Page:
Finding the Bioluminescent Bay: Endangered Bahia La Parguera

Finding the Bioluminescent Bay: Endangered Bahia La Parguera

Shimmering Bahia La Parguera is anything but easy to find. A series of narrow roads careen around mountain corners through wild southwestern Puerto Rico where jungle houses dangle from cliffs and none of the streets have names. Despite my reasonably proficient navigation skills, I’m pretty sure we have passed the same intersection three times. We stop. I check my map again, “I think it’s that way.”

I’m not lost. I just don’t know if it’s possible to get where I want to go. Perhaps the glow-in-the-dark bay simply doesn’t want to be found. But I am determined. I abandon my misleading directions and follow my instincts. With the orange evening wash in the sky to the right, we head south and finally, as the sun plunges seaward, we descend from the hills into a village that hugs the shore.

Most of the shops are closed. It isn’t tourist season yet. We park in a muddy lot and amble along the sidewalk peeking in dusty windows at tailored cotton clothing and pharmaceutical items while keeping an eye out for the pier. Twilight has fallen. I think we are heading the wrong direction. Incandescence spills into the street from the open door of a restaurant. We stop and order empanadillas stuffed with pulpa (octopus) and onions. The owner, a gentle man, refills our rum and cokes himself and gives us the inside scoop on where to find a boat.

An hour later, we are standing in the dark on the end of a dock. Bungalows on stilts stretch out along the bank and warm light from living rooms dances across the water. A handful of intrepid travelers join us as we duck into a fiberglass tour-boat. Soon we are skimming through twisted mangroves and past islets where ghostly white herons nest by the fifties in the trees.

We pass under a leafy arch and swing into a secluded cove. The captain kills the motor and then douses the light. My eyes begin to adjust. Clouds shift over the stars in a moonless sky. The water is black.

We are here to see a bioluminescent bay. I am not sure what to expect. Maybe the whole surface of the deep will begin to glow at any moment, illuminated by a billion microscopic dinoflagellates. I wait, almost holding my breath. Then, to my surprise, our young first mate, Alejandro, pulls off his t-shirt and slips into the sea.

A blue shimmering, a swirling watery stardust follows his every stroke. I am transfixed. I understand why the list of Marine Protected Areas of the United States includes this bahia. It is a treasure, a rare sparkling gem. As I witness the gossamer show, I reflect on the splendid diversity of our bright-blue planet. I am also aware that waterway overuse has already reduced the twinkling phenomenon and I hope that solutions will be found and the bioluminescence will survive for generations to come. Maybe, in the long run, it’s a good thing it isn’t easy to find La Parguera. I thought there was something wrong with my map. Maybe it works just fine.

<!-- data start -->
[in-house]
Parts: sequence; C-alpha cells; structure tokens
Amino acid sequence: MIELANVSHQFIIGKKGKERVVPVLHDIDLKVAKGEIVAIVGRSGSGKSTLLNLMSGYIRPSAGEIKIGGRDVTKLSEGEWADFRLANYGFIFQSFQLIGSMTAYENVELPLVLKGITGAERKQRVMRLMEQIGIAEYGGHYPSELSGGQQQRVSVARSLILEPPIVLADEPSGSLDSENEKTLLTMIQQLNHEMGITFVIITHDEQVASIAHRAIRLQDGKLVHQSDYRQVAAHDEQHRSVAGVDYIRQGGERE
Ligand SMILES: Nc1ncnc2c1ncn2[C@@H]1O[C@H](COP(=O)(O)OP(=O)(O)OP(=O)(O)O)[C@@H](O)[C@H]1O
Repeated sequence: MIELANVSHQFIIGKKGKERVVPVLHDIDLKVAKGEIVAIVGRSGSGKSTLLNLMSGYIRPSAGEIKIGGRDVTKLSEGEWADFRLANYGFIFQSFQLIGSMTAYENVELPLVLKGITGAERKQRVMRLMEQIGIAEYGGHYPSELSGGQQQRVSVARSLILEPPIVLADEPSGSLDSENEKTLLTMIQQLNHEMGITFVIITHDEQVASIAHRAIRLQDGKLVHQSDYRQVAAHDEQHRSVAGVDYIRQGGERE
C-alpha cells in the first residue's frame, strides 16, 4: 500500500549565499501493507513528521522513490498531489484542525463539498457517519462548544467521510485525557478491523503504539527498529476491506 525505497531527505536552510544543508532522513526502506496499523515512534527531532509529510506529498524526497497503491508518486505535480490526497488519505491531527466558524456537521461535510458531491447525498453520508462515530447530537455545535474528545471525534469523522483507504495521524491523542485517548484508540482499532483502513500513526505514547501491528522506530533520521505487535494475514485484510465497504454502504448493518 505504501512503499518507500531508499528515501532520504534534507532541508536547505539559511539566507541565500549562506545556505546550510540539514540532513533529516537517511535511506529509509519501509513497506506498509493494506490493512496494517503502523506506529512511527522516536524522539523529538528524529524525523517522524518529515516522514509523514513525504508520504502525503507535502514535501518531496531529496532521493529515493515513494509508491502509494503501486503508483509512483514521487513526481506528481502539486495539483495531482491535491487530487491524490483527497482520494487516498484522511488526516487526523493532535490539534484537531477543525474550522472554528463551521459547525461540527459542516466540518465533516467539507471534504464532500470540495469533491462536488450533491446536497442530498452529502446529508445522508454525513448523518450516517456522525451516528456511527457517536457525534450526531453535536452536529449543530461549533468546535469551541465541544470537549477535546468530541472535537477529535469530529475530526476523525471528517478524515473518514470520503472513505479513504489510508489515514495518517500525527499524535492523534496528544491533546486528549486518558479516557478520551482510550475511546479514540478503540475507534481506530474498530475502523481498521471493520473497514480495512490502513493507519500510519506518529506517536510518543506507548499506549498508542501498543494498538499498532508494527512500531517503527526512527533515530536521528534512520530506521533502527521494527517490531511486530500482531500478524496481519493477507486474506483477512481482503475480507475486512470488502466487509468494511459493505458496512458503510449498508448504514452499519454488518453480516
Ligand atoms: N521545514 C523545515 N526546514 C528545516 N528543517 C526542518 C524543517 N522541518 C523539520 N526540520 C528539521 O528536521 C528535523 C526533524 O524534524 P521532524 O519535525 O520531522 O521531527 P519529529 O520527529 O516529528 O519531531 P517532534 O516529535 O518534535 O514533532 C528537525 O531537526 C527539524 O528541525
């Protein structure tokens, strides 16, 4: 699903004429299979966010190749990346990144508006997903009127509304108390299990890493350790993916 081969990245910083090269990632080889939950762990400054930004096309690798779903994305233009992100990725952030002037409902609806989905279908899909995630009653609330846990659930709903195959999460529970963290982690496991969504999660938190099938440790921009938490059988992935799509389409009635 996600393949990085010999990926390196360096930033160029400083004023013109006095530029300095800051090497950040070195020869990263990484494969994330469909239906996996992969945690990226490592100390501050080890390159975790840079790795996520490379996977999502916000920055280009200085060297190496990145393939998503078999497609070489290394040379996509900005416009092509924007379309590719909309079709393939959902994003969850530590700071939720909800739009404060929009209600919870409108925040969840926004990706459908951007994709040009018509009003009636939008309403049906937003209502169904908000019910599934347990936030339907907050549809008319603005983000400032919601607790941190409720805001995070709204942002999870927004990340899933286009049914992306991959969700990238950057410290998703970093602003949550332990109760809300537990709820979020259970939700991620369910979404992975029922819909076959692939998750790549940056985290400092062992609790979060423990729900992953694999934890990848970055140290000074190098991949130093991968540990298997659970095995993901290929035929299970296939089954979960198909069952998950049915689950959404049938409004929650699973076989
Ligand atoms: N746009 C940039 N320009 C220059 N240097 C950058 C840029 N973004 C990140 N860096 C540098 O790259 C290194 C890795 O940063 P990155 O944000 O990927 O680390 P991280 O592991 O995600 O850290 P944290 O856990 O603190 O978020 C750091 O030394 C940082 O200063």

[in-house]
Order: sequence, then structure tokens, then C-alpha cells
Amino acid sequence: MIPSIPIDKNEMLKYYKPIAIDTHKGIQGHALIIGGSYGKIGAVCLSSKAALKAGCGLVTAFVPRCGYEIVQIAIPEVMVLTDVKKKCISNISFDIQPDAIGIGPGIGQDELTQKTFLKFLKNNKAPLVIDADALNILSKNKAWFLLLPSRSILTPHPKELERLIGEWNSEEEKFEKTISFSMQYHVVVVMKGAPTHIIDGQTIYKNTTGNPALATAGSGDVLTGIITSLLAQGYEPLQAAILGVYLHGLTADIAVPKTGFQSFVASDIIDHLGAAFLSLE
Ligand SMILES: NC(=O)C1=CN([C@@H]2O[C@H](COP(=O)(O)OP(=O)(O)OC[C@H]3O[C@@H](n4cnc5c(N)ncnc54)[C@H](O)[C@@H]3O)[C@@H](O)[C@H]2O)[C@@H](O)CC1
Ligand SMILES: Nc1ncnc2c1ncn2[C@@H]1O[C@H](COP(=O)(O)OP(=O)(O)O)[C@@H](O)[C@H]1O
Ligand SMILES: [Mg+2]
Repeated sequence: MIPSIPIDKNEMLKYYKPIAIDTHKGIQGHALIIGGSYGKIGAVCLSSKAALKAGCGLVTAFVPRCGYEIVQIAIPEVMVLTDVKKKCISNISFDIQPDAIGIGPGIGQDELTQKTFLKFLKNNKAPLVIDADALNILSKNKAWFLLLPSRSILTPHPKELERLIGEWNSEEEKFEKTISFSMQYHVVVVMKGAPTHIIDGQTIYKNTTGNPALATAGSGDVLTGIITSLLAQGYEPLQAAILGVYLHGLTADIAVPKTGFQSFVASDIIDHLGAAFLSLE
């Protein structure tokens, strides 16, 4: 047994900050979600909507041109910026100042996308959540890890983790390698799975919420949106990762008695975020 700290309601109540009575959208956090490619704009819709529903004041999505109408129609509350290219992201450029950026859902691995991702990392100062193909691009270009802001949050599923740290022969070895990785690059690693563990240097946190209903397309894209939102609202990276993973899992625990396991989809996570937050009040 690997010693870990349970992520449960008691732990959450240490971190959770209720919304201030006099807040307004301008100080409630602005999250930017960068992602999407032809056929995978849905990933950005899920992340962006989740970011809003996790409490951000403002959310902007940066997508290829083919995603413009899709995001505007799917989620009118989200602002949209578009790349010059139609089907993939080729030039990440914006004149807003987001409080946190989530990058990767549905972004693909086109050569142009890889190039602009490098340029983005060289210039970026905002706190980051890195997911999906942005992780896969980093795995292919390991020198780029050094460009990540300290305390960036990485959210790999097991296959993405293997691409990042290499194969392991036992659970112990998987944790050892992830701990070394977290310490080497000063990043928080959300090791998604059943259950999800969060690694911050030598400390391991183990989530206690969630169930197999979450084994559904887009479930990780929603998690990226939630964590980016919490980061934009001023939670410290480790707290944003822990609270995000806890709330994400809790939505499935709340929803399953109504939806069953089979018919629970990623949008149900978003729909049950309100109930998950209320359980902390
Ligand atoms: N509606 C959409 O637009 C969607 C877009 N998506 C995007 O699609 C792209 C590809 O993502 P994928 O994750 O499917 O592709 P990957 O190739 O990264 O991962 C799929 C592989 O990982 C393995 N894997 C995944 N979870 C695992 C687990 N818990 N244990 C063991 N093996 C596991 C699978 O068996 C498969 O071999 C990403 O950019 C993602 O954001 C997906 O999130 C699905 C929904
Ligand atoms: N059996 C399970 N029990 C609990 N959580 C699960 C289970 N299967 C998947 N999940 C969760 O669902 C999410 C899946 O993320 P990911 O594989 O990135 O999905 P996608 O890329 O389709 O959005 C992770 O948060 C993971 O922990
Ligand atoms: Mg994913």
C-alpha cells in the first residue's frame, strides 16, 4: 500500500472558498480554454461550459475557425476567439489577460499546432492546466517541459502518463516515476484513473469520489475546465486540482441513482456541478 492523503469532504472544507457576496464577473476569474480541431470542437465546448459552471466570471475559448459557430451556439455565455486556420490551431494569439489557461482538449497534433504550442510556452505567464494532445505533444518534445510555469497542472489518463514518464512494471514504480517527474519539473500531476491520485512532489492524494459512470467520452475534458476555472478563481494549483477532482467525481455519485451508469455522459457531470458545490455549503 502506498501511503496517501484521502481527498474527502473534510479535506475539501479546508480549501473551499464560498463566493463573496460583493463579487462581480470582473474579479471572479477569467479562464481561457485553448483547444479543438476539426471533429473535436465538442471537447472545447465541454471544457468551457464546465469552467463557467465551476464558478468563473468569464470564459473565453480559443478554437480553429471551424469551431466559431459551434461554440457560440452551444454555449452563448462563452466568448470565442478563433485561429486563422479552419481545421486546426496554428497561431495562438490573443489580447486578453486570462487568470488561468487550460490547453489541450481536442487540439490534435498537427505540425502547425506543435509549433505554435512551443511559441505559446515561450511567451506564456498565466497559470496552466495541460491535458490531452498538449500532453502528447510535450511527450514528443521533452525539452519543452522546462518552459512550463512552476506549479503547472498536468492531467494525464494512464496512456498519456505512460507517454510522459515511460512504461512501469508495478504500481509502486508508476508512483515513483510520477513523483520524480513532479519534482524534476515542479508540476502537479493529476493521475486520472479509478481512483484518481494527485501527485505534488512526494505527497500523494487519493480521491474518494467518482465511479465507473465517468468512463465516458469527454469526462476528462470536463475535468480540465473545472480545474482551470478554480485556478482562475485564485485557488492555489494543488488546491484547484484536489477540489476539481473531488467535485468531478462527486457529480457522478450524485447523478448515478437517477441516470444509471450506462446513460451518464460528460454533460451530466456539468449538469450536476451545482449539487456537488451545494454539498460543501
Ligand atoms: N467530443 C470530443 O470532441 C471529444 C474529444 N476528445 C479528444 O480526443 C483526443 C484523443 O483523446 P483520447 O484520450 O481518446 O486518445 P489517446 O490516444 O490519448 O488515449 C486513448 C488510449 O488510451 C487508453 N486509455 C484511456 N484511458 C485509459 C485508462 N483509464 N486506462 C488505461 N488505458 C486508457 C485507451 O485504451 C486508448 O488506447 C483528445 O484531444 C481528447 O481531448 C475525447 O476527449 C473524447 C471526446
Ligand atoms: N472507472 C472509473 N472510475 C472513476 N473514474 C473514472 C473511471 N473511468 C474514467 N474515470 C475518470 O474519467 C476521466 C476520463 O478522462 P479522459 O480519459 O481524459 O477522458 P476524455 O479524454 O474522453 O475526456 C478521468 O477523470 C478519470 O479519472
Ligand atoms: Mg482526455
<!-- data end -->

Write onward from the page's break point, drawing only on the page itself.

Information Please


Fly into Rafael Hernandez Airport (BQN) in Aguadilla. It is on the west side of Puerto Rico and offers easier access to La Parguera. Prices are comparable to San Juan.

Driving Directions to La Parguera-Follow Interstate PR 2E down the coast go 29 km. Turn right onto CII Los Velez and immediately turn left onto PR 114 go 13.6 km. Turn…Oh, just check out the Google Maps Link. I know it sounds complicated and it looks like it might be easier to stay on the interstate a little longer and then go through town. It isn’t. The streets are not labeled and you will wander in circles. Trust Google and you’ll get there. Trust me. It’s worth the trip.


Just like most places in Puerto Rico, if you want to go out on the bay, just go down to the pier around sunset and look for Johnny’s Boats. Things are pretty casual and you should expect to wait. But no worries, you are on Island time!


It’s definitely best to go in the early evening on a moonless night. As long as it’s not raining, the boats run all year.


Villa Parguera is right on the water and hosts live Latin bands on Saturday nights.

Inexpensive La Jamaca Guest House is just a short walk from the water.


Best advice…look for the crowds. Wherever you see a bunch of locals, you know it’s a good spot.


Go scuba diving or snorkeling with West Divers. Dive on the La Parguera Wall. It drops a thousand feet to the sea floor!

Go deep-sea fishing and catch blue marlin, tuna, wahoo, grouper, dorado, jacks, barracuda. Again, just head down to the pier. Ask for Captain Mickey, a marine biologist who really knows his stuff.